The Ketchikan School Board is expected to consider adopting its goals for the upcoming school year on Wednesday.
A draft of the board’s priorities presents nine key points in three categories: education, trust and safety. Some of the goals are old-fashioned: to improve test scores, boost staff and student morale, and ensure the school system better serves trauma survivors.
But there are also new ones — for example, working with the Ketchikan Indian community to define a process for Alaska Native language speakers to earn special teaching credentials. So-called Type M certifications allow people without a bachelor’s degree to teach courses in indigenous languages, military science, or vocational and technical education. But they’re not available to just anyone — local school boards must specifically request them from the state on behalf of the teacher.
School board member Diane Gubatayao said at the June 22 board meeting that the board should work with Ketchikan Indian community leaders to determine who should be certified.
“They are obviously best qualified to identify who they recognize as knowledge bearers or culture bearers,” she said.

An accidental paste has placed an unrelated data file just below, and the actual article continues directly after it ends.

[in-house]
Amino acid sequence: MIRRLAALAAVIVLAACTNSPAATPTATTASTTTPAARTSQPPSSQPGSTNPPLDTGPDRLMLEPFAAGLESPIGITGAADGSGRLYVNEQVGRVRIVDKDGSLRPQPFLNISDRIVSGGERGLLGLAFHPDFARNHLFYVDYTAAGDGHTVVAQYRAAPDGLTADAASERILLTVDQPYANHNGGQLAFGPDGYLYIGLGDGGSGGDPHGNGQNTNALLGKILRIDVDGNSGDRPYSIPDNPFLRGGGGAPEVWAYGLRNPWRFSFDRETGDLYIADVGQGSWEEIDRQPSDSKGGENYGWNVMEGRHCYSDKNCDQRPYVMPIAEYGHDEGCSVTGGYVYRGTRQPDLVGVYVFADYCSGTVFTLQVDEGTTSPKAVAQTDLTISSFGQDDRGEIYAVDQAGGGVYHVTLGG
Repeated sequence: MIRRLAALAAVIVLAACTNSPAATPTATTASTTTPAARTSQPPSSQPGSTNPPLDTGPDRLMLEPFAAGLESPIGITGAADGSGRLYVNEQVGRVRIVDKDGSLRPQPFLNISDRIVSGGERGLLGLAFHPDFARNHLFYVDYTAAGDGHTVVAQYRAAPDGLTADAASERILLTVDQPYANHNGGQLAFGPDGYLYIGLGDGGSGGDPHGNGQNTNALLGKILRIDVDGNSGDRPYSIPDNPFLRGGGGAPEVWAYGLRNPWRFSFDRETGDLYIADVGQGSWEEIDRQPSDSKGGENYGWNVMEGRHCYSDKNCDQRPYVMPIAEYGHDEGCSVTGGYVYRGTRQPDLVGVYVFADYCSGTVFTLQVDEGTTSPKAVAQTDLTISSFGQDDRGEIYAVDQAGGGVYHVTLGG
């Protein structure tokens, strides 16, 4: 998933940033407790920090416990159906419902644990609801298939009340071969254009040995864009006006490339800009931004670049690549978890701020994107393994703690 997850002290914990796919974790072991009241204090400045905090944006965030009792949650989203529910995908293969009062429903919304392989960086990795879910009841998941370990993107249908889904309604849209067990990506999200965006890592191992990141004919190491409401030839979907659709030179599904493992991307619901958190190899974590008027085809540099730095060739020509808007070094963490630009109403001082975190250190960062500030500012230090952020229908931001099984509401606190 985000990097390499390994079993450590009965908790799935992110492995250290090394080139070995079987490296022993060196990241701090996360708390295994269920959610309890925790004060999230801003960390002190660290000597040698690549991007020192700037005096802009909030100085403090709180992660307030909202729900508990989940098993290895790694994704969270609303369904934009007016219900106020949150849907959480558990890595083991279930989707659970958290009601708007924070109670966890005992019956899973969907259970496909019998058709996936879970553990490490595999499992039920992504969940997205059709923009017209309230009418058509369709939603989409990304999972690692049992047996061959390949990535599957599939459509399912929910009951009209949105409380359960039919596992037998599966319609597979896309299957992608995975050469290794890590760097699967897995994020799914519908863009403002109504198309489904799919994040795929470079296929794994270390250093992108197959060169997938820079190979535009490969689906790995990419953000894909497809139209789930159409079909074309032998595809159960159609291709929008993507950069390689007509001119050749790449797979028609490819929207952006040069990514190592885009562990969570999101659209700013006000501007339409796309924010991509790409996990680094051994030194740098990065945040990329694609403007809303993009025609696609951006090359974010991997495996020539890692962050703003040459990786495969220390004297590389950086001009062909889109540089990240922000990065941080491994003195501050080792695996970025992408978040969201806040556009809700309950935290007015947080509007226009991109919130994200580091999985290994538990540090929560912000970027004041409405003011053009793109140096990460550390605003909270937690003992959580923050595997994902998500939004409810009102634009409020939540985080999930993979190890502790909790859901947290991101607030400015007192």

Another proposed goal for the board is to “develop and adhere to specified fair hiring practices for all positions in the district.”
“I want to see it in writing,” board member Bridget Mattson said at the last meeting. “If you’re applying to this district, you need to know how the process is going to be and it’s going to be the same for you as it is for anyone else.”
Other goals include a focus on grade three reading, improving the district’s graduation rate, and implementing a data-driven approach to helping struggling students, known as the name tiered support system, or MTSS. Board members are due to finalize the goals on Wednesday.
In other business, a long-awaited new sound system for the auditorium at Ketchikan High School is on the schedule this week. The board must approve a contract worth about $385,000 with Palmer-based Sound Decisions LLC for the project. It will be funded with the remaining cash from a $5.5 million bond issued to upgrade schools in 2013.
The project must also be approved by the Borough of Ketchikan Assembly. The borough pays for major renovations and maintenance of the school.
The Ketchikan School Board meets at 6 p.m. Wednesday in the White Cliff building on First Avenue. Members of the public have the opportunity to intervene at the beginning of the meeting. The meeting is broadcast live on local cable channels and on the Borough’s website.